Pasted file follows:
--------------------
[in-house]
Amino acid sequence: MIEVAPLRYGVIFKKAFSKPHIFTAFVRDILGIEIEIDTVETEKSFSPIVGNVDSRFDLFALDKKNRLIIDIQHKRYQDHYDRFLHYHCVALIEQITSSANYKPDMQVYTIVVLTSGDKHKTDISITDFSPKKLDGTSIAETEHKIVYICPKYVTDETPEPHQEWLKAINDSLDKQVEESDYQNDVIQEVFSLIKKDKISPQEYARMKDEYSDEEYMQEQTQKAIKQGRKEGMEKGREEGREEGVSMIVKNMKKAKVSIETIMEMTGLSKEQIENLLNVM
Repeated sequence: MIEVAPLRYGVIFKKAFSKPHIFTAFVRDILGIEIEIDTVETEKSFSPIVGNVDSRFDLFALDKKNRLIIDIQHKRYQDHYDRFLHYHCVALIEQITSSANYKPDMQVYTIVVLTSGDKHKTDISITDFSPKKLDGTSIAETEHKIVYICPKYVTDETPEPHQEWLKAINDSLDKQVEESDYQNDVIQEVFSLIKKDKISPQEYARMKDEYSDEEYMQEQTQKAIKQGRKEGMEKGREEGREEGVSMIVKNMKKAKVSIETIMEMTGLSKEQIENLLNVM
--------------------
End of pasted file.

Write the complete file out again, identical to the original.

[in-house]
Amino acid sequence: MIEVAPLRYGVIFKKAFSKPHIFTAFVRDILGIEIEIDTVETEKSFSPIVGNVDSRFDLFALDKKNRLIIDIQHKRYQDHYDRFLHYHCVALIEQITSSANYKPDMQVYTIVVLTSGDKHKTDISITDFSPKKLDGTSIAETEHKIVYICPKYVTDETPEPHQEWLKAINDSLDKQVEESDYQNDVIQEVFSLIKKDKISPQEYARMKDEYSDEEYMQEQTQKAIKQGRKEGMEKGREEGREEGVSMIVKNMKKAKVSIETIMEMTGLSKEQIENLLNVM
Repeated sequence: MIEVAPLRYGVIFKKAFSKPHIFTAFVRDILGIEIEIDTVETEKSFSPIVGNVDSRFDLFALDKKNRLIIDIQHKRYQDHYDRFLHYHCVALIEQITSSANYKPDMQVYTIVVLTSGDKHKTDISITDFSPKKLDGTSIAETEHKIVYICPKYVTDETPEPHQEWLKAINDSLDKQVEESDYQNDVIQEVFSLIKKDKISPQEYARMKDEYSDEEYMQEQTQKAIKQGRKEGMEKGREEGREEGVSMIVKNMKKAKVSIETIMEMTGLSKEQIENLLNVM